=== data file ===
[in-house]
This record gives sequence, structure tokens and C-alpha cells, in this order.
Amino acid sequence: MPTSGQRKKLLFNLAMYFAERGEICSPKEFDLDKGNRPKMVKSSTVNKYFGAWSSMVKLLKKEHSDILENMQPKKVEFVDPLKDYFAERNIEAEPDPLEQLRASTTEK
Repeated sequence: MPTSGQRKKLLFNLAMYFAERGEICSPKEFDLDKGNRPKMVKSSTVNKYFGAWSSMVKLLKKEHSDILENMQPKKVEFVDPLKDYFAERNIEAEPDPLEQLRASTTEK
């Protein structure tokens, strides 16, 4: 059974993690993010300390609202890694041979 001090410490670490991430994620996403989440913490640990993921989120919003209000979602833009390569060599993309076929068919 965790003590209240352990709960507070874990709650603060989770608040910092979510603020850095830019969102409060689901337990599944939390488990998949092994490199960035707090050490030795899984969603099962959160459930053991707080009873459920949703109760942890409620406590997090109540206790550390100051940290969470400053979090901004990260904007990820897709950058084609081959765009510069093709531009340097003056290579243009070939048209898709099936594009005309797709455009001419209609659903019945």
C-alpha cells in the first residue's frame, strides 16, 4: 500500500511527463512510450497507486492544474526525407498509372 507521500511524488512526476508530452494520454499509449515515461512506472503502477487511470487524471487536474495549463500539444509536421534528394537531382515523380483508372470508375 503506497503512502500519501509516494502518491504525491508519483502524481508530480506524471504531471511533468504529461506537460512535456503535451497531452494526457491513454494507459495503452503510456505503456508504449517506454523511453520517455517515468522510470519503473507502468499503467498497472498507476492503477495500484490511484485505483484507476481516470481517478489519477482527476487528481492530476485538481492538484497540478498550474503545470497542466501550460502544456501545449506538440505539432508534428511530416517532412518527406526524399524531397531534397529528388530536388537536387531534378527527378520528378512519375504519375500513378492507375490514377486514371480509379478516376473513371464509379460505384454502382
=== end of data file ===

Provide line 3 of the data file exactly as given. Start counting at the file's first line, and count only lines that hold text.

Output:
Amino acid sequence: MPTSGQRKKLLFNLAMYFAERGEICSPKEFDLDKGNRPKMVKSSTVNKYFGAWSSMVKLLKKEHSDILENMQPKKVEFVDPLKDYFAERNIEAEPDPLEQLRASTTEK